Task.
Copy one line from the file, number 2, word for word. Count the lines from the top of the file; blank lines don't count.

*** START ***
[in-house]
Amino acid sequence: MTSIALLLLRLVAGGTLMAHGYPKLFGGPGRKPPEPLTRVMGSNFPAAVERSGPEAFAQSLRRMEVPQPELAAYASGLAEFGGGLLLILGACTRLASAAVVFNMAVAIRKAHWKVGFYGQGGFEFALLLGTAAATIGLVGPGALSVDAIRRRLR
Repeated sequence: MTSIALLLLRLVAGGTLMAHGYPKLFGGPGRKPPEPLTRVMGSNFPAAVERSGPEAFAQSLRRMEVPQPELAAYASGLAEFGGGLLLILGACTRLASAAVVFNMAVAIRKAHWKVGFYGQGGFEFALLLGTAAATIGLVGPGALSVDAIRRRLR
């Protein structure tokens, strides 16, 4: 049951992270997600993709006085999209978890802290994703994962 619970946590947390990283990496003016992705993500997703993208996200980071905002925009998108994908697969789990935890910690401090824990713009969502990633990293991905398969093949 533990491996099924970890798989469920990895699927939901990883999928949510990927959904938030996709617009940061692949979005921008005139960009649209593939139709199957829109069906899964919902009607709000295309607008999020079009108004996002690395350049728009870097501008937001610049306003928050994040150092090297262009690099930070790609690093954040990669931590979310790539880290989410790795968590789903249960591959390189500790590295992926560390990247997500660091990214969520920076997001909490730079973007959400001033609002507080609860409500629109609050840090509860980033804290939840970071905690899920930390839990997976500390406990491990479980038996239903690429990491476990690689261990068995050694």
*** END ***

Amino acid sequence: MTSIALLLLRLVAGGTLMAHGYPKLFGGPGRKPPEPLTRVMGSNFPAAVERSGPEAFAQSLRRMEVPQPELAAYASGLAEFGGGLLLILGACTRLASAAVVFNMAVAIRKAHWKVGFYGQGGFEFALLLGTAAATIGLVGPGALSVDAIRRRLR